MEMPHIS (TN) -- Pervis Payne walked into a Tennessee courtroom moments before a judge released him from death row. He hugged his lawyer, and wept.
Payne was sentenced to death for the 1987 murders of a mother-and-daughter. He held Kelley Henry close and thanked her because he is intellectually disabled.
Henry said that Henry hugged him and thanked him for his kindness after Tuesday's hearing in Memphis. "I told Henry it was okay, 'I got'."
Paula Skahan, Shelby County Criminal Court Judge, signed an order to vacate Payne's death sentences from more than 30 years earlier. Payne was convicted of murder in the stabbing deaths Charisse Christopher, her 2-year-old daughter Lacie Jo, and her mother in Memphis' suburb of Millington. Nicholas, Christopher's 3 year-old son, was also stabbed, but survived.
After Shelby County District Attorney Amy Weirich announced Friday, that the state would no longer pursue execution plans, the judge took action. A prosecutors-hired expert "couldn't say that Payne is incapable of intellectual functioning within the range of intellectual disability."
Payne's lawyers filed a petition alleging that Payne is intellectually disabled. They also brought in an expert to examine Payne.
The judge stated in her order that "the Petition is supported" by two expert opinions that concluded that Petitioner was intellectually disabled under Tennessee law.
Payne is now facing two life sentences. His lawyer stated that Payne is facing two consecutive life sentences. This would make him ineligible for parole until he reaches 85. Henry wants the life sentences to run simultaneously, so Payne may be eligible for parole sooner.
Payne, a Black man, has always maintained that he is innocent. Payne told police that he was visiting Christopher's apartment to meet his girlfriend and heard about the victims who were white. He tried to help them. He claimed he panicked after he saw a white officer and ran.
This case attracted national attention from antideath-penalty activists. It also includes the involvement by the Innocence Project which advocates for DNA testing in cases of wrongful conviction. Payne was not exonerated by DNA tests.
Weirich, the district lawyer, said that the evidence strongly points to Payne being the killer. Her office initially denied the intellectual disability claims. The scene contained a knife, a washcloth, and other bloody items.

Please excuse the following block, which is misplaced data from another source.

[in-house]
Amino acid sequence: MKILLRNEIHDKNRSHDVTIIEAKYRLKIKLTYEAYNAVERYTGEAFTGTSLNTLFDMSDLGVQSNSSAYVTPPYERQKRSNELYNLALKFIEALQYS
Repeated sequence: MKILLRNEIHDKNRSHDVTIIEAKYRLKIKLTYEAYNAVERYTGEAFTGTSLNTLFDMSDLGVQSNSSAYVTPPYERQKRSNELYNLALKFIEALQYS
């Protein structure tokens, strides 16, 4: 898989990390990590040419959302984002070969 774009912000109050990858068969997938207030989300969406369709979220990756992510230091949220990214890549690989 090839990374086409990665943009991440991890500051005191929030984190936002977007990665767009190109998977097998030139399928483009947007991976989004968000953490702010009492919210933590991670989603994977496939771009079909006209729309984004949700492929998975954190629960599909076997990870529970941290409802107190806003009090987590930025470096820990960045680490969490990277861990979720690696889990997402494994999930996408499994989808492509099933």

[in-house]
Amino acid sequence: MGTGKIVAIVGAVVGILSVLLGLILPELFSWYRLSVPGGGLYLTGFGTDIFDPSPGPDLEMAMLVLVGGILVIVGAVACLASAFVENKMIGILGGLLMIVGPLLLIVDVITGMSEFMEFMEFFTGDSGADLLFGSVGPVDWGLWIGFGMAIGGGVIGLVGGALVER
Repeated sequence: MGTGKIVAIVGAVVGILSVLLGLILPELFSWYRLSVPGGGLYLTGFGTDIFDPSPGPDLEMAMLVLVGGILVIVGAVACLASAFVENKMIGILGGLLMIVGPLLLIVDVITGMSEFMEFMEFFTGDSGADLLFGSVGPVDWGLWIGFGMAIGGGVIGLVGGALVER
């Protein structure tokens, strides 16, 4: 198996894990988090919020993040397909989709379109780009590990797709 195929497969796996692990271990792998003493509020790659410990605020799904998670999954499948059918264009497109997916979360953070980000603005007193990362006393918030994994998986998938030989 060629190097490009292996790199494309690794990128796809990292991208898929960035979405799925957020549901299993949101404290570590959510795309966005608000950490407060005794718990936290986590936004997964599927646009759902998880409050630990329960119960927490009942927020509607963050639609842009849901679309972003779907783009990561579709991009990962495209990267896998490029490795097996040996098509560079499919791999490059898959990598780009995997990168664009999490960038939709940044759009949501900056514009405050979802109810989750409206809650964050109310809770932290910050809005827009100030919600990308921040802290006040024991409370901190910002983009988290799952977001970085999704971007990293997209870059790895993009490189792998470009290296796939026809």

Weirich said Friday that while the evidence for Payne's guilt is not changing or weakening, the laws regarding alleged intellectual disabilities as they relate to the death penalty had changed.
In 2002, the U.S. Supreme Court ruled that executions of mentally disabled people were unconstitutional because they violated the Eighth Amendment's prohibition on cruel and unusual punishments.
However, until Republican Gov. This summer, Bill Lee signed a bill making Tennessee's law against execution of intellectually disabled retroactive. Tennessee did not have a mechanism to allow an inmate to reopen the case in order to file an intellectual disability claim.
Henry stated that the law was crucial because the state had been hiding behind procedural hurdles for almost a decade and that the Legislature erased those obstacles.
Payne was scheduled to be executed last December. However, the execution was postponed after the governor granted him an unusual, temporary reprieve due to the COVID-19 pandemic. Although the reprieve expired in April and was not extended by the state Supreme Court, it had not yet set a new execution day.
Henry and Steve Jones, the prosecutor, are expected to make arguments in court Dec. 13. They will discuss the issue of concurrent sentences versus consecutive sentences. Henry stated that she is still looking for evidence to exonerate Payne.
Payne has also received support from clergy members of the Church of God in Christ and his family, which includes his father Carl Payne, his older sister Rolanda Holman, and his mother, Alice Holman.
Holman stated that she recalls the death by electrocution of her brother more than 30 years ago and that Pervis Payne was told by the judge, "may God have mercy upon his soul."
Holman stated, "Thirtyfour years later God had mercy on his soul."